Saturday, November 22, 2008

Wagner and Wagner Ware

People are funny. When it comes to old cast iron the name Griswold gets the collector's heart to beat a little faster and to grab their wallets. Erie, Martin, BS&R, Favorite...collectors will be on those like stink on a monkey. Wagner and Wagner Ware (did you know there was a difference?) seem to get less respect and I think that's both good and bad.
It is good because as users of old cast iron we get to buy some superb pieces for a lot less money than a comparable Griswold. It is bad because I think the old Wagner and Wagner Ware pieces deserve a little more respect. A Wagner Ware #8 skillet like the one pictured above can be easily purchased for less than twenty five dollars. Mine will cook omelets better than some Teflon-coated sissy pan yet they do seem a bit under appreciated. Maybe there is resentment that Wagner eventually ended up owning Griswold right around the time the quality of both brands went sharply downhill?
The name "Wagner" did not appear on skillets after 1922. When you find one like this #10 shown above you are looking at an old piece. The Sidney, O. stands for Sidney Ohio. The Chicken Fryer, lid and the #8 skillet were probably cast in the 1940s.

The Wagner Manufacturing Company was founded in Sidney OH in 1891. It became one of the two largest makers of cast iron cookware along with Griswold and continued to be a family owned company until the mid 1950s. After being sold to the Randall Company, Griswold was also acquired in 1957 (you can find pieces with both markings). In the years that followed a series of transactions took place that ended up seeing the Sidney foundry close in 2000.

Lehman's is currently selling a Wagner Ware 3 skillet set that they report as being "USA made". I have not seen these pieces nor do I know where the foundry is located. It is possible that these skillets were cast prior to the closure of the Sidney OH foundry and are now being "finished" here.

Some production has occurred in China since the Sidney OH foundry closed.

Sunday, November 16, 2008

Pineapple Upside Down Cake


I didn't make this. Black Iron Chick did while I farted around in the garage. She was proud enough to take pictures so I figured I'd better post about it.

The recipe comes from my battered old "New York Times Cookbook" and it is unusual because it does not call for cornmeal. The cake reminds me of angel food cake in taste and texture but it has enough butter in it to keep Vermont and Wisconsin happy and in budget surpluses for years to come.

Stuff that goes in it:
1 and a half sticks of butter
3/4 cup brown sugar
pineapple rings, canned or fresh
1/4 cup pecans ~ We used 1/2 pecans and 1/2 walnuts.
1/2 cup granulated sugar (we use organic sorta brown sugar)
1 egg
1/2 tsp. vanilla extract
1 and a half cups AP flour
1 and a half tsp. baking powder
pinch of salt
1/2 cup milk

What you do with it:
1) Oven preheated to 375 F.

2) In a number 8 (10.25") cast iron skillet { you could try another type of baking dish but some say you'll spend an eternity in a very hot place if it ain't a cast iron skillet } melt 4 TBsp. butter over medium low heat and add the brown sugar. Stir until sugar melts and add the pineapple rings and pecans.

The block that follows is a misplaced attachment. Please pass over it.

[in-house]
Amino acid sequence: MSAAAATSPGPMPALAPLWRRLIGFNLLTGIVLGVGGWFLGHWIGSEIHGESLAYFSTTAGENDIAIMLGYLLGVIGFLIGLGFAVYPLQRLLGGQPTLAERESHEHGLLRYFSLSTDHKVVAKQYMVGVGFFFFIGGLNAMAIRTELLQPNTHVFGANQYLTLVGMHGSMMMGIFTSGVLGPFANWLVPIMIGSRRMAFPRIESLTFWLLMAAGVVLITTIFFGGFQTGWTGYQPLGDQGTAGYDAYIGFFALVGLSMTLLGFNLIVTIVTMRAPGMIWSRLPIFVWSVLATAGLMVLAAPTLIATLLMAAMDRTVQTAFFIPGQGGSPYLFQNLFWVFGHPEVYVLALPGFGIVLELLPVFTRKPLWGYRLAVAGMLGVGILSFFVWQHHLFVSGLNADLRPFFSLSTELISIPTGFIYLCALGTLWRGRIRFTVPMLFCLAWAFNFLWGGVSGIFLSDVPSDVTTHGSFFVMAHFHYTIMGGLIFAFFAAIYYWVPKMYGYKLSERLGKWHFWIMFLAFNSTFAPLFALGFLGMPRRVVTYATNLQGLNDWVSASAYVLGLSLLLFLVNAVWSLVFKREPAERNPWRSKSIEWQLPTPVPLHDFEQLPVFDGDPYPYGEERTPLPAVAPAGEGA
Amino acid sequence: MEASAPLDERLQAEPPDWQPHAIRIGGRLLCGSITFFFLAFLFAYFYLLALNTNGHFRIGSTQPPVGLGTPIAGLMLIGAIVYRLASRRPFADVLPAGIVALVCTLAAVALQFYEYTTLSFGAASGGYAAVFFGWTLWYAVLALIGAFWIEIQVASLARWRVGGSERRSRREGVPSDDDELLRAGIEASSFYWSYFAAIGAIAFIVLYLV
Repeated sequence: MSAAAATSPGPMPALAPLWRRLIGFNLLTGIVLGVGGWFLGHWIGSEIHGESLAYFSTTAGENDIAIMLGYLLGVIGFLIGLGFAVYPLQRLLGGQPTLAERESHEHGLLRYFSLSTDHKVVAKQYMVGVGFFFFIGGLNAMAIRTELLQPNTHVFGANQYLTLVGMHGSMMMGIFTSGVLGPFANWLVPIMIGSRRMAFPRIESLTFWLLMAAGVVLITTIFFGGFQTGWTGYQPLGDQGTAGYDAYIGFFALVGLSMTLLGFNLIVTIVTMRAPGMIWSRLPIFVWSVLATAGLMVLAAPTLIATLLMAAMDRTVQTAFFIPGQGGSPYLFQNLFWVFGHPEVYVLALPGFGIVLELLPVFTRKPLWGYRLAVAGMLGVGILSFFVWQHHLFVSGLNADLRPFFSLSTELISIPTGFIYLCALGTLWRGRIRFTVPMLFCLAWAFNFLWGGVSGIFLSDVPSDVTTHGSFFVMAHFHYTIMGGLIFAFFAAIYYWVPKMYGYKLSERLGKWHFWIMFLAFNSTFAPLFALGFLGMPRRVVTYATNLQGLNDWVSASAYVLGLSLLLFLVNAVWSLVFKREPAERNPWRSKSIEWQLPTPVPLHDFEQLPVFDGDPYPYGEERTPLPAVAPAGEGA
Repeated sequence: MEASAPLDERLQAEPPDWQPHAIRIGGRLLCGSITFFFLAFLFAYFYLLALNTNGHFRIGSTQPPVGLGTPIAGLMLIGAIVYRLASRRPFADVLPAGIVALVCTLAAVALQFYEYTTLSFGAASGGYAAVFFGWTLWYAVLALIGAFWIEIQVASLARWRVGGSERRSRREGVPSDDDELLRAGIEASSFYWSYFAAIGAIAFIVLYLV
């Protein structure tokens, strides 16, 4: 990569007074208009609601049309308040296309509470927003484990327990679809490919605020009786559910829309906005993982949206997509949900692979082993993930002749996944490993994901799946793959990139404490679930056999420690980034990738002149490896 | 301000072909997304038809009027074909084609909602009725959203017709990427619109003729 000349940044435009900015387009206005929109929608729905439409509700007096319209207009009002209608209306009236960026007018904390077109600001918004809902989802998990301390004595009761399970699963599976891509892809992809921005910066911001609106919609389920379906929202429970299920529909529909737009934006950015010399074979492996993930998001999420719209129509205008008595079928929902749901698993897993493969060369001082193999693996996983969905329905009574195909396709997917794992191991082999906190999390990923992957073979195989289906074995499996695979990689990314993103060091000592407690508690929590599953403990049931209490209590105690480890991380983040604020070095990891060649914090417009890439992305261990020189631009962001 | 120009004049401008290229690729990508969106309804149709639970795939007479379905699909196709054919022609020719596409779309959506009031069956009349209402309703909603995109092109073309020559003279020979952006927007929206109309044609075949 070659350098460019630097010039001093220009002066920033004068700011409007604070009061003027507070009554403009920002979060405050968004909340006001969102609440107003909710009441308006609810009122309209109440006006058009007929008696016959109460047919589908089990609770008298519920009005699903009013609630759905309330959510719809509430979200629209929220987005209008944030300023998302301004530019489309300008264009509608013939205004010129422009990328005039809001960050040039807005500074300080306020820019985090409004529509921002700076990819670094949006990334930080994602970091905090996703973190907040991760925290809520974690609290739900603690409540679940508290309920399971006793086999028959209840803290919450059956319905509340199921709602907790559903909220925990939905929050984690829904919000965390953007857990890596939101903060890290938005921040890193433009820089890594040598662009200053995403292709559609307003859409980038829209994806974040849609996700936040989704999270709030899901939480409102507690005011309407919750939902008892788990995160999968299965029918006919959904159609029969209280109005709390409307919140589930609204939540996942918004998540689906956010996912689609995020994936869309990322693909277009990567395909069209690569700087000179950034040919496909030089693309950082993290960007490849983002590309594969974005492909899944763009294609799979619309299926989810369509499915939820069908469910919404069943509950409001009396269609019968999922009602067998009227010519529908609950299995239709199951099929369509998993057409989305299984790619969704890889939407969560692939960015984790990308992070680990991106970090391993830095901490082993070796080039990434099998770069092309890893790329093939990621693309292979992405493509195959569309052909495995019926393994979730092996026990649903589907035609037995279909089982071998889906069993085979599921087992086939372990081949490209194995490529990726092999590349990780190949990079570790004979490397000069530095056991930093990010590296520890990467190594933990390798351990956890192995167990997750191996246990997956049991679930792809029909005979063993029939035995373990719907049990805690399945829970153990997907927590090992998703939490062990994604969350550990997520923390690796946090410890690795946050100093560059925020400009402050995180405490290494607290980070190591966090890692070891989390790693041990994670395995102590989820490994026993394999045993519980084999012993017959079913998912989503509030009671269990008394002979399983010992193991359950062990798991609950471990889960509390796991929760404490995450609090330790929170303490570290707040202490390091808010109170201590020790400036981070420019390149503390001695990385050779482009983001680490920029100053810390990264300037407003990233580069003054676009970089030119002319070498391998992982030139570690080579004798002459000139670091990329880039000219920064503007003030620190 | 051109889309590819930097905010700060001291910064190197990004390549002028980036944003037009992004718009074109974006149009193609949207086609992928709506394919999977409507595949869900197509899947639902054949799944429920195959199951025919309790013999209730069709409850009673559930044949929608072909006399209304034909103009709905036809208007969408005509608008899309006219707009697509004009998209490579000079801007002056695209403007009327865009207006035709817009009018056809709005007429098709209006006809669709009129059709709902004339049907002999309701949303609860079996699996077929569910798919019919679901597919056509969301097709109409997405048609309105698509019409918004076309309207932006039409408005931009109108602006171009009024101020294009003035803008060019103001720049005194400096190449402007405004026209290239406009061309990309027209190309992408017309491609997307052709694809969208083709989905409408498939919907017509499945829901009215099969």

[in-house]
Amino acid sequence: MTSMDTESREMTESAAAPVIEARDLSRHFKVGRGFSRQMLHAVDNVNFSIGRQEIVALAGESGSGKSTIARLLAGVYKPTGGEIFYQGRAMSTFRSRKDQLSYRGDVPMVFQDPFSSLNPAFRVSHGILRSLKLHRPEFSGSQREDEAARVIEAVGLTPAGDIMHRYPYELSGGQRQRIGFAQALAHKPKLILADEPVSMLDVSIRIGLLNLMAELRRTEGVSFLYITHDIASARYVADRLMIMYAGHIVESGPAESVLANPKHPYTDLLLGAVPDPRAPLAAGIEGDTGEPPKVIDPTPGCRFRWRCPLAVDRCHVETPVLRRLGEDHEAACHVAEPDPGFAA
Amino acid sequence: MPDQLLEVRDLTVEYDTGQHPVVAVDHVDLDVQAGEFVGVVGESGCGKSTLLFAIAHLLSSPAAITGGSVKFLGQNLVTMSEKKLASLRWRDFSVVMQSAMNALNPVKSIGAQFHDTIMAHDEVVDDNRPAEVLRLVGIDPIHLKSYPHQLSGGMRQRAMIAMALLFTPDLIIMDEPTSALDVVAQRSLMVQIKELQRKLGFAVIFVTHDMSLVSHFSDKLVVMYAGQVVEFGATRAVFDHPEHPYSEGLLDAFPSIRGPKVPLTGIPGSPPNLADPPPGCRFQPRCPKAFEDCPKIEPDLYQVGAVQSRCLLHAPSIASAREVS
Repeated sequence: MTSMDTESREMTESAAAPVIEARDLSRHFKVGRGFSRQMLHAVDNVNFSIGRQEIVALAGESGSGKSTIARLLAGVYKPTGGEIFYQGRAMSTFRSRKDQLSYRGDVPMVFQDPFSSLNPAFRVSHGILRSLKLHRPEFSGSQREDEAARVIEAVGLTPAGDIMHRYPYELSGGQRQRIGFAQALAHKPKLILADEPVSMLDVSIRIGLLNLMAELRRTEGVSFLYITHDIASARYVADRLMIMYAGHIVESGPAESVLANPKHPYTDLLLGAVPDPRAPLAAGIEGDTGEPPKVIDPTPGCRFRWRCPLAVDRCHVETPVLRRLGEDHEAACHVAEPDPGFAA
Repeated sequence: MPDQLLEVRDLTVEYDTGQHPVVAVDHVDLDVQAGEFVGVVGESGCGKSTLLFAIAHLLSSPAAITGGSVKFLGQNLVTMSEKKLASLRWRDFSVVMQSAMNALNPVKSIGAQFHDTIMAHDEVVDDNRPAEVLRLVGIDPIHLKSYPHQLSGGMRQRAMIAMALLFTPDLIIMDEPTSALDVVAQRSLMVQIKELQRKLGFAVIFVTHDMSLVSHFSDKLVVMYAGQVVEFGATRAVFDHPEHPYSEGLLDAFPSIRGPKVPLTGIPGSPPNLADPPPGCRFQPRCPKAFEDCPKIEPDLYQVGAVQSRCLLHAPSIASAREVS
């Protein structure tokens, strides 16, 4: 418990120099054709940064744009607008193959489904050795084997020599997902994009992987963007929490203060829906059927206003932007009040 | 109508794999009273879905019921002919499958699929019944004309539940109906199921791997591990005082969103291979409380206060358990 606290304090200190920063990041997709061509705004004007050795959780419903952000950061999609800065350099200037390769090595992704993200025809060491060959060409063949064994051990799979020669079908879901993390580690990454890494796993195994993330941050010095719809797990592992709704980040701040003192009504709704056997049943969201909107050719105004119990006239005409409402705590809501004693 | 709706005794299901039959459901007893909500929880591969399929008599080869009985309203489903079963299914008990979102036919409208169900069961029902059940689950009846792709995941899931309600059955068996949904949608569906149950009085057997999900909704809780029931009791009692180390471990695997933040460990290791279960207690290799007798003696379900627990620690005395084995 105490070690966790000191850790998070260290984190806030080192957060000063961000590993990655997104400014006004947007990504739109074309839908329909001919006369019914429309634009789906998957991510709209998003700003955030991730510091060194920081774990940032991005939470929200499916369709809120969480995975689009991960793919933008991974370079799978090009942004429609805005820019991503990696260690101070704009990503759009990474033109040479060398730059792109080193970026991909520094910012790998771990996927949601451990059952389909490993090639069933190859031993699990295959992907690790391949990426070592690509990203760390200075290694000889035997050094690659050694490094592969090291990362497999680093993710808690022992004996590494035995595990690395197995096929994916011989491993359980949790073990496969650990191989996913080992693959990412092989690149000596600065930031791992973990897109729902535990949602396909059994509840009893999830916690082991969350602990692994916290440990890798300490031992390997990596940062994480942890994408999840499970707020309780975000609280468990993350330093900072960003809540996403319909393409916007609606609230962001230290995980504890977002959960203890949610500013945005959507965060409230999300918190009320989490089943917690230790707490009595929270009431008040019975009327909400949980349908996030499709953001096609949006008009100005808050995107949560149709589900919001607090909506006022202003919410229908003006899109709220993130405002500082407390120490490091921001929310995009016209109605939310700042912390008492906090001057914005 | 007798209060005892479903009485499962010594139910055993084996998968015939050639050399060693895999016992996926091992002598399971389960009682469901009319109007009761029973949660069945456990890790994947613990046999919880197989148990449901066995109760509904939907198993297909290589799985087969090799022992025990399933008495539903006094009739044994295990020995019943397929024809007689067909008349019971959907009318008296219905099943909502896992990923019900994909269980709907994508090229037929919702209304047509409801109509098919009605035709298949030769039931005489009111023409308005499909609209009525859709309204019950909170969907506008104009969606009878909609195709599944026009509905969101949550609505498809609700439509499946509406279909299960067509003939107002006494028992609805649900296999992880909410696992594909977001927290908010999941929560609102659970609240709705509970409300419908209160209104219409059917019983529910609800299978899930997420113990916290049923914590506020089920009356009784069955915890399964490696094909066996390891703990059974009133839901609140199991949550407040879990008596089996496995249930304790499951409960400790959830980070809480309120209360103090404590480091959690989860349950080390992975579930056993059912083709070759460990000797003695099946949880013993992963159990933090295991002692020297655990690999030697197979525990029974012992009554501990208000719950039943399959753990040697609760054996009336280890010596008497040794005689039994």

3) Cream the remaining butter with the sugar, egg and vanilla. Sift together the flour, baking powder and salt and add alternately with the milk.

4) Spoon the batter over the pineapple mixture. Bake for 35 minutes or until done. Let cake stand for 5 minutes before inverting onto a plate.

Whipped cream would be a good topping but this was good as you see it. Pears or peaches can substitute for the pineapple if that's what you have.


Thursday, November 6, 2008

Dutch Oven Ham and Bean Soup

Winter is here.

As I write this it is 12 degrees Fahrenheit and I've got 8 inches of snow. My garden hoses are coiled up under the snow and I'm feeling guilty about the stonewall I didn't build. More snow is due this weekend.

Time for soup!

A pound of Great Northern Beans were soaked overnight earlier this week. The next night they simmered in my Lodge 5 qt. Dutch Oven for a few hours in a mix of water and chicken stock with a bay leaf. I took them off the heat when they just had a little mealiness left to their texture. This sounds like more work than it really is but you can used canned beans if pressed for time. A quicker one night option is to use a crock pot to combine the soak and cooking. This works very well.
Ingredients:
1 lb. beans in their simmering liquid from above
1 pound cubed ham, browned
1 onion diced
3 cloves garlic sliced thin
1 celery stalk preferably with some leaves on it
1 big carrot
1 tsp. Herbs d'Provence
1 tsp. cayenne pepper
1/2 tsp. mustard powder
fresh parsley
water to cover + more for broth (I didn't measure but my 5 qt. DO was full)
salt and pepper to taste

Method:
  • Brown cubed ham in a well seasoned cast iron dutch oven, remove to a bowl
  • saute vegetables until softened
  • add soaked beans and ham to pot, add seasonings and water (or stock)
  • cook until beans are pillow soft but not turning to mush
  • Garnish and serve with cornbread and a salad.
A good variation would be to add collard greens, kale or any other dark green leafy vegetable towards the end of the cooking. You can also substitute sausage {like andouille, chorizo or linguica} instead of the ham or try another type of bean.

For those that followed my Wagner Ware Dutch Oven reconditioning back in August (see the archives) the lid is finished and I just acquired another #1268 Dutch Oven so hopefully you'll read about it soon.